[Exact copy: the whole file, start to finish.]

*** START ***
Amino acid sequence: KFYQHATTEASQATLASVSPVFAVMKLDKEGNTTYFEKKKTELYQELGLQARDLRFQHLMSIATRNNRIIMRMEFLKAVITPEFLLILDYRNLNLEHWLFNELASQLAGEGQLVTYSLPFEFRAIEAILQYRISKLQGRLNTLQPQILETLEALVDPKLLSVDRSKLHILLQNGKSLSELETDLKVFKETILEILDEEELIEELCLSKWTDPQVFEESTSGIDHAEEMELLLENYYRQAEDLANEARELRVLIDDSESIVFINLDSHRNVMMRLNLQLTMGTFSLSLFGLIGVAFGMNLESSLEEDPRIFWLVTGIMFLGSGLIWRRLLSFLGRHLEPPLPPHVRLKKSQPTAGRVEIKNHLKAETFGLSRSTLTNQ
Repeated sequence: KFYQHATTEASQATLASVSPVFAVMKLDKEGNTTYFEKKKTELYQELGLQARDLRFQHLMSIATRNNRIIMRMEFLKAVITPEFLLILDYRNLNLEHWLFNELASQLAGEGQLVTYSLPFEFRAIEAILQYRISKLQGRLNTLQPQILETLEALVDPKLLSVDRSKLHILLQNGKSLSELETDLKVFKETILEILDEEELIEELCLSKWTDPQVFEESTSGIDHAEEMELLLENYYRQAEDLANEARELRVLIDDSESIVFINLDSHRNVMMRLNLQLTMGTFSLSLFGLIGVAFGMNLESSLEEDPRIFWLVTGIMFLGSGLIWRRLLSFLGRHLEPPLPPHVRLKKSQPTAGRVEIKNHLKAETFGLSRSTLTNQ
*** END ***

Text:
Amino acid sequence: KFYQHATTEASQATLASVSPVFAVMKLDKEGNTTYFEKKKTELYQELGLQARDLRFQHLMSIATRNNRIIMRMEFLKAVITPEFLLILDYRNLNLEHWLFNELASQLAGEGQLVTYSLPFEFRAIEAILQYRISKLQGRLNTLQPQILETLEALVDPKLLSVDRSKLHILLQNGKSLSELETDLKVFKETILEILDEEELIEELCLSKWTDPQVFEESTSGIDHAEEMELLLENYYRQAEDLANEARELRVLIDDSESIVFINLDSHRNVMMRLNLQLTMGTFSLSLFGLIGVAFGMNLESSLEEDPRIFWLVTGIMFLGSGLIWRRLLSFLGRHLEPPLPPHVRLKKSQPTAGRVEIKNHLKAETFGLSRSTLTNQ
Repeated sequence: KFYQHATTEASQATLASVSPVFAVMKLDKEGNTTYFEKKKTELYQELGLQARDLRFQHLMSIATRNNRIIMRMEFLKAVITPEFLLILDYRNLNLEHWLFNELASQLAGEGQLVTYSLPFEFRAIEAILQYRISKLQGRLNTLQPQILETLEALVDPKLLSVDRSKLHILLQNGKSLSELETDLKVFKETILEILDEEELIEELCLSKWTDPQVFEESTSGIDHAEEMELLLENYYRQAEDLANEARELRVLIDDSESIVFINLDSHRNVMMRLNLQLTMGTFSLSLFGLIGVAFGMNLESSLEEDPRIFWLVTGIMFLGSGLIWRRLLSFLGRHLEPPLPPHVRLKKSQPTAGRVEIKNHLKAETFGLSRSTLTNQ